Skip to content

Alternator bearing collapse caused small fire

A member has reported an incident on a workboat used in the offshore wind farm industry, in which there was a serious failure of an alternator bearing, leading to a small engine room fire. The vessel crew noticed a sound change from the engines and a reduction in revs (dropped by about 100 rpm) followed immediately by the fire alarm. The crew shut the fire flaps, and the fuel and ventilation shut off using the emergency stops. The engine room was checked, and smoke and small flames or glowing were observed from the alternator. The fire was extinguished, the safety of crew, passengers and vessel was confirmed, and the vessel returned to port on one engine.

Damaged alternator with shaft out of alignment due to bearing collapse
Damaged alternator with shaft out of alignment due to bearing collapse

Our member’s investigation noted the following:

  • The crew were trained to respond to a fire alarm in a certain way and did so in a swift and professional manner;
  • The problem was found to have been caused by a bearing collapse in one of the alternators.

Our member took the following actions:

  • All alternators should be checked regularly for signs of damage which may manifest itself as ‘Black fluff’ in the windings;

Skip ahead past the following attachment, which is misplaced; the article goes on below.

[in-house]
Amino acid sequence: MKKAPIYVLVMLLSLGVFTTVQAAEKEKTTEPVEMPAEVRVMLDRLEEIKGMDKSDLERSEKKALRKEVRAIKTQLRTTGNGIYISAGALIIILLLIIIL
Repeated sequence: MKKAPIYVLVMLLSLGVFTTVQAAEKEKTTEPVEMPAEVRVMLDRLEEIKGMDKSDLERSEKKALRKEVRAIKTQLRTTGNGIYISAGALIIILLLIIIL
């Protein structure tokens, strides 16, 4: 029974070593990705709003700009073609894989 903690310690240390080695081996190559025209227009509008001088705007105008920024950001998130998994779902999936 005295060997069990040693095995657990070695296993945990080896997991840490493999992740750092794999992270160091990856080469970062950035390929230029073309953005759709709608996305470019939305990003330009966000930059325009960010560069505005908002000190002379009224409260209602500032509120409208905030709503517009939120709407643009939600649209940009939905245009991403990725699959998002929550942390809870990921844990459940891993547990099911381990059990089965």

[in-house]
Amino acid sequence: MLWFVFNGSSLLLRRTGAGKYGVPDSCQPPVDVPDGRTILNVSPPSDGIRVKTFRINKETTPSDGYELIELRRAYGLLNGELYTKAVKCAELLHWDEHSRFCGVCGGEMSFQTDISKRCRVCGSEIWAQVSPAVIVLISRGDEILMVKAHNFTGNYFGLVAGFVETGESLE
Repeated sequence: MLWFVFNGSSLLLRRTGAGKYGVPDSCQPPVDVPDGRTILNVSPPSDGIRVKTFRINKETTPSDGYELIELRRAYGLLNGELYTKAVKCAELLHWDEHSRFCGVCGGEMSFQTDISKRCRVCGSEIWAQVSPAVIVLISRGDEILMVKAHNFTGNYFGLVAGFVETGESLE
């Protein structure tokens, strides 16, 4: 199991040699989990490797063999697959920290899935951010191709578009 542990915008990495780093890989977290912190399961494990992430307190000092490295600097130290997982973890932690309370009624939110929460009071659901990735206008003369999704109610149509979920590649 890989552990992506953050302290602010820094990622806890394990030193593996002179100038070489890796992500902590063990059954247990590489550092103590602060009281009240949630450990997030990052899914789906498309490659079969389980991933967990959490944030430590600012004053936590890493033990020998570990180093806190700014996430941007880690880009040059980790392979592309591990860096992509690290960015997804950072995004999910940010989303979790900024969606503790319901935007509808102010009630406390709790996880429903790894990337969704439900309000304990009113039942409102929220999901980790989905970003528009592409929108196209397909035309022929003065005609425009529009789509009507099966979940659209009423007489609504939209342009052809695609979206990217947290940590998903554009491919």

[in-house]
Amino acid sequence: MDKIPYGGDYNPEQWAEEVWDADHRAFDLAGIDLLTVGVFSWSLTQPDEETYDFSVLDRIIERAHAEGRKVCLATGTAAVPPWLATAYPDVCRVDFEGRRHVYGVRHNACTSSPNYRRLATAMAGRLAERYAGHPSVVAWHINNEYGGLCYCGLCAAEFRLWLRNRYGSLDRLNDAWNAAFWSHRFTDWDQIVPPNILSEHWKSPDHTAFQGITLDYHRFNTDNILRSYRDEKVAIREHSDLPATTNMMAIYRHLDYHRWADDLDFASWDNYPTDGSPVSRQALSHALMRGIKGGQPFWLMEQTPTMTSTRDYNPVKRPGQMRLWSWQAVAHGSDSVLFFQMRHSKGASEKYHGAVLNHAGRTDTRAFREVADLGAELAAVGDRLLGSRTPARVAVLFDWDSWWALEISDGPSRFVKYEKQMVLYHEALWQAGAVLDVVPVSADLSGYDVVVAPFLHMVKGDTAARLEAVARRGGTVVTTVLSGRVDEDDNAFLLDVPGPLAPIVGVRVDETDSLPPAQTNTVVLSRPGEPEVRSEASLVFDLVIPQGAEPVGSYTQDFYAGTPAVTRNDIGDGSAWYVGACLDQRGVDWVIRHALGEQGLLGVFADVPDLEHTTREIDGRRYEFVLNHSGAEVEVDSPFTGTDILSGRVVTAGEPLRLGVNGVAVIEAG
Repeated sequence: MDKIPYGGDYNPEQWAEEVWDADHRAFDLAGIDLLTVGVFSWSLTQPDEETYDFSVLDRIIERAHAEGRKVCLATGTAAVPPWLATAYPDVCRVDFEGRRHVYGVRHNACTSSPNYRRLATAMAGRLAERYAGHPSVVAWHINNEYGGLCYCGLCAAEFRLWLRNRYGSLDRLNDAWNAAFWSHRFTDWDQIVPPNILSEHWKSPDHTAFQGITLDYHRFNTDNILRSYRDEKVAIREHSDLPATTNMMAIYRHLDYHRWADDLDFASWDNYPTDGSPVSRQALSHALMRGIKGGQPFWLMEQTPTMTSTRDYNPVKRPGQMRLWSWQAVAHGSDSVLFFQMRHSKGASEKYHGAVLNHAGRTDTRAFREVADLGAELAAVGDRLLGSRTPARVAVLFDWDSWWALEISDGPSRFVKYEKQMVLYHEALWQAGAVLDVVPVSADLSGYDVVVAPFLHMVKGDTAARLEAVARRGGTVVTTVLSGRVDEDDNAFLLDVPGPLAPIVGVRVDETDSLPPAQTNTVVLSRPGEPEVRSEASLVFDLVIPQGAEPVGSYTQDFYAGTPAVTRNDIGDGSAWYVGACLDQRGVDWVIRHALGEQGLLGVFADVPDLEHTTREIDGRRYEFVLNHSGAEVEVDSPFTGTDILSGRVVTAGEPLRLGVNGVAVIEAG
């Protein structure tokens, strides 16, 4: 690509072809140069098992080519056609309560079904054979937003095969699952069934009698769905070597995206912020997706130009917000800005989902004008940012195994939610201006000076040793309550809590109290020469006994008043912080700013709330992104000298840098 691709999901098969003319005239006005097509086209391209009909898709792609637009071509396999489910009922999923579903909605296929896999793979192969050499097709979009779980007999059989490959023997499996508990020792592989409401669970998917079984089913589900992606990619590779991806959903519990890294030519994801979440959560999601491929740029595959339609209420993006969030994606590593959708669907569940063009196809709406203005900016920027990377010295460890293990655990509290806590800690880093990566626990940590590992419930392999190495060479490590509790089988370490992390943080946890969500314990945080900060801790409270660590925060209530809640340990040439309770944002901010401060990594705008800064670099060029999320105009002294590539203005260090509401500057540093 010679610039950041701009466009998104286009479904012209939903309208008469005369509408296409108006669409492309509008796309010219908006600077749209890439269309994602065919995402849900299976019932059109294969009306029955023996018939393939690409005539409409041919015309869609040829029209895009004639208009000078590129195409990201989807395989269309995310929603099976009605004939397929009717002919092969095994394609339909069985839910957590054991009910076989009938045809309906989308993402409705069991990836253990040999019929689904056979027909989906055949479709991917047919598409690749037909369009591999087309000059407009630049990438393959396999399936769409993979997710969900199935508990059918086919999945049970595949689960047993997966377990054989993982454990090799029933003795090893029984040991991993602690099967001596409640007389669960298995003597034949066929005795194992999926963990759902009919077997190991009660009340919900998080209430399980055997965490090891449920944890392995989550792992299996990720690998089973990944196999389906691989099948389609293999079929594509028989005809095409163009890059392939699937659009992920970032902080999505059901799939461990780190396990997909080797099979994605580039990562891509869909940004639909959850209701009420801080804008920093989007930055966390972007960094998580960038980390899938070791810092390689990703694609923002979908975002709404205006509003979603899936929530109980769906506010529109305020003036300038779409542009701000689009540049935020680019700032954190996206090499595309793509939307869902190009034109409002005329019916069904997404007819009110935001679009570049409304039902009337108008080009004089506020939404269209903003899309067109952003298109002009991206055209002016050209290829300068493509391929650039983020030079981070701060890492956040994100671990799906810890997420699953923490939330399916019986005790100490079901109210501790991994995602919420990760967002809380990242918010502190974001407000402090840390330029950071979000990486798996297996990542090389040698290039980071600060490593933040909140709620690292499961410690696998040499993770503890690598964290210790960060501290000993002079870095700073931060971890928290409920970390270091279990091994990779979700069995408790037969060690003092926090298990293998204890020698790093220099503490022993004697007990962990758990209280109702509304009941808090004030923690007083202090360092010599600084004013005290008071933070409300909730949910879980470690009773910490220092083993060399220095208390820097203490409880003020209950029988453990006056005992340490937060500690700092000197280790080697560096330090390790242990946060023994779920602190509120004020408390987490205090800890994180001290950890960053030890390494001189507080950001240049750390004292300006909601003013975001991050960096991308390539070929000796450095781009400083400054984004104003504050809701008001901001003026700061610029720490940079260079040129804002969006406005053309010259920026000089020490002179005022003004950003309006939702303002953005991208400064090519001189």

• When the engines are shut down the alternators should be checked for overheating.

Members may wish to refer to the following similar incidents (key words: bearing):

  • ROV winch failure (winch bearing)
  • IMCA SF 10/14 – All incidents on engine room fires.

Safety Event

Published: 8 September 2014
Download: IMCA SF 15/14

IMCA Safety Flashes
Submit a Report

IMCA Safety Flashes summarise key safety matters and incidents, allowing lessons to be more easily learnt for the benefit of all. The effectiveness of the IMCA Safety Flash system depends on Members sharing information and so avoiding repeat incidents. Please consider adding [email protected] to your internal distribution list for safety alerts or manually submitting information on incidents you consider may be relevant. All information is anonymised or sanitised, as appropriate.

IMCA’s store terms and conditions (https://www.imca-int.com/legal-notices/terms/) apply to all downloads from IMCA’s website, including this document.

IMCA makes every effort to ensure the accuracy and reliability of the data contained in the documents it publishes, but IMCA shall not be liable for any guidance and/or recommendation and/or statement herein contained. The information contained in this document does not fulfil or replace any individual’s or Member's legal, regulatory or other duties or obligations in respect of their operations. Individuals and Members remain solely responsible for the safe, lawful and proper conduct of their operations.